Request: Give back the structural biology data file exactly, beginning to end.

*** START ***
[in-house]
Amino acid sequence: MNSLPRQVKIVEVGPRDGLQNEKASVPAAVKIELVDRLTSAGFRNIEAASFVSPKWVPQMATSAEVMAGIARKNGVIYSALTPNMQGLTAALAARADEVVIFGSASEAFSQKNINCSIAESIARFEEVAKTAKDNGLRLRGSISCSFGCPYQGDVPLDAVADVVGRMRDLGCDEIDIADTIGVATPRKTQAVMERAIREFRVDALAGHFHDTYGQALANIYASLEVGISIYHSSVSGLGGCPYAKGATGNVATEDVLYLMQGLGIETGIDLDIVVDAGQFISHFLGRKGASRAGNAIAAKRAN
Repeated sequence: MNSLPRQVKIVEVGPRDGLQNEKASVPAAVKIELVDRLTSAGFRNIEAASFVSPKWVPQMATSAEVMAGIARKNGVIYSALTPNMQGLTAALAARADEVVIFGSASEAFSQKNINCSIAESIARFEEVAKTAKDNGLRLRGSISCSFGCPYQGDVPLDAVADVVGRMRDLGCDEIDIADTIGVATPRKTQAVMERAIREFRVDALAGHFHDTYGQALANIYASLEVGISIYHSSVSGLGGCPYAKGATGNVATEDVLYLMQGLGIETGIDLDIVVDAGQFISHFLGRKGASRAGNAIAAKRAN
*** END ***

[in-house]
Amino acid sequence: MNSLPRQVKIVEVGPRDGLQNEKASVPAAVKIELVDRLTSAGFRNIEAASFVSPKWVPQMATSAEVMAGIARKNGVIYSALTPNMQGLTAALAARADEVVIFGSASEAFSQKNINCSIAESIARFEEVAKTAKDNGLRLRGSISCSFGCPYQGDVPLDAVADVVGRMRDLGCDEIDIADTIGVATPRKTQAVMERAIREFRVDALAGHFHDTYGQALANIYASLEVGISIYHSSVSGLGGCPYAKGATGNVATEDVLYLMQGLGIETGIDLDIVVDAGQFISHFLGRKGASRAGNAIAAKRAN
Repeated sequence: MNSLPRQVKIVEVGPRDGLQNEKASVPAAVKIELVDRLTSAGFRNIEAASFVSPKWVPQMATSAEVMAGIARKNGVIYSALTPNMQGLTAALAARADEVVIFGSASEAFSQKNINCSIAESIARFEEVAKTAKDNGLRLRGSISCSFGCPYQGDVPLDAVADVVGRMRDLGCDEIDIADTIGVATPRKTQAVMERAIREFRVDALAGHFHDTYGQALANIYASLEVGISIYHSSVSGLGGCPYAKGATGNVATEDVLYLMQGLGIETGIDLDIVVDAGQFISHFLGRKGASRAGNAIAAKRAN